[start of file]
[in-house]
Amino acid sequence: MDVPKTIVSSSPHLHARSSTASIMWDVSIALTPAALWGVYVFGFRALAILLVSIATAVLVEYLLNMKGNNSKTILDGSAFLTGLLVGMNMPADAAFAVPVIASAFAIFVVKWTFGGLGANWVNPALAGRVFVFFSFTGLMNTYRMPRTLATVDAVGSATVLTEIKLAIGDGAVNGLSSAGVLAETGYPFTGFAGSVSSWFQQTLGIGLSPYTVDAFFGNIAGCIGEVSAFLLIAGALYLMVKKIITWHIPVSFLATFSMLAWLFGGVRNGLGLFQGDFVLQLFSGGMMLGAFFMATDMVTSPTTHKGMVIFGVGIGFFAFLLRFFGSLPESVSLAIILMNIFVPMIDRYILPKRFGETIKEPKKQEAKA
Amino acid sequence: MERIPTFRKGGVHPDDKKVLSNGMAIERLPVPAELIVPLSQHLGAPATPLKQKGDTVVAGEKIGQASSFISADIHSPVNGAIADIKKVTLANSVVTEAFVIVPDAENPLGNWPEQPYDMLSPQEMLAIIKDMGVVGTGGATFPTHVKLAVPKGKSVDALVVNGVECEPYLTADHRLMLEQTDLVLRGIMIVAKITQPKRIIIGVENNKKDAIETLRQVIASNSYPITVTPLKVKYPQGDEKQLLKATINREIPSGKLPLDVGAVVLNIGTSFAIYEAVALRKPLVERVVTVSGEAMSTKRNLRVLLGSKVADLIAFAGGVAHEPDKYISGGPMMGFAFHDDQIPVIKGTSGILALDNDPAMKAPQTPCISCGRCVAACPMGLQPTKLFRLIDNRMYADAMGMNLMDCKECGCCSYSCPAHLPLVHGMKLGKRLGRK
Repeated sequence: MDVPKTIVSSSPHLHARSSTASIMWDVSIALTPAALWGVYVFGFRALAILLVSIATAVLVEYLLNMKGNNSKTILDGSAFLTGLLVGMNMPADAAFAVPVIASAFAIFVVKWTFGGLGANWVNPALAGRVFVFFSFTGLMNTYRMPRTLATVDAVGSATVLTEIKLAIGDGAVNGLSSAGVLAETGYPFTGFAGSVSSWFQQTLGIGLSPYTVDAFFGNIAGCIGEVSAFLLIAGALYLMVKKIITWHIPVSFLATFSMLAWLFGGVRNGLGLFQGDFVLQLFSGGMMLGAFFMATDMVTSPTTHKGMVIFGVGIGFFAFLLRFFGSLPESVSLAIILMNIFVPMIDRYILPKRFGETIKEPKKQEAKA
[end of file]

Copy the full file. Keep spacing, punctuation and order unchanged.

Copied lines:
[in-house]
Amino acid sequence: MDVPKTIVSSSPHLHARSSTASIMWDVSIALTPAALWGVYVFGFRALAILLVSIATAVLVEYLLNMKGNNSKTILDGSAFLTGLLVGMNMPADAAFAVPVIASAFAIFVVKWTFGGLGANWVNPALAGRVFVFFSFTGLMNTYRMPRTLATVDAVGSATVLTEIKLAIGDGAVNGLSSAGVLAETGYPFTGFAGSVSSWFQQTLGIGLSPYTVDAFFGNIAGCIGEVSAFLLIAGALYLMVKKIITWHIPVSFLATFSMLAWLFGGVRNGLGLFQGDFVLQLFSGGMMLGAFFMATDMVTSPTTHKGMVIFGVGIGFFAFLLRFFGSLPESVSLAIILMNIFVPMIDRYILPKRFGETIKEPKKQEAKA
Amino acid sequence: MERIPTFRKGGVHPDDKKVLSNGMAIERLPVPAELIVPLSQHLGAPATPLKQKGDTVVAGEKIGQASSFISADIHSPVNGAIADIKKVTLANSVVTEAFVIVPDAENPLGNWPEQPYDMLSPQEMLAIIKDMGVVGTGGATFPTHVKLAVPKGKSVDALVVNGVECEPYLTADHRLMLEQTDLVLRGIMIVAKITQPKRIIIGVENNKKDAIETLRQVIASNSYPITVTPLKVKYPQGDEKQLLKATINREIPSGKLPLDVGAVVLNIGTSFAIYEAVALRKPLVERVVTVSGEAMSTKRNLRVLLGSKVADLIAFAGGVAHEPDKYISGGPMMGFAFHDDQIPVIKGTSGILALDNDPAMKAPQTPCISCGRCVAACPMGLQPTKLFRLIDNRMYADAMGMNLMDCKECGCCSYSCPAHLPLVHGMKLGKRLGRK
Repeated sequence: MDVPKTIVSSSPHLHARSSTASIMWDVSIALTPAALWGVYVFGFRALAILLVSIATAVLVEYLLNMKGNNSKTILDGSAFLTGLLVGMNMPADAAFAVPVIASAFAIFVVKWTFGGLGANWVNPALAGRVFVFFSFTGLMNTYRMPRTLATVDAVGSATVLTEIKLAIGDGAVNGLSSAGVLAETGYPFTGFAGSVSSWFQQTLGIGLSPYTVDAFFGNIAGCIGEVSAFLLIAGALYLMVKKIITWHIPVSFLATFSMLAWLFGGVRNGLGLFQGDFVLQLFSGGMMLGAFFMATDMVTSPTTHKGMVIFGVGIGFFAFLLRFFGSLPESVSLAIILMNIFVPMIDRYILPKRFGETIKEPKKQEAKA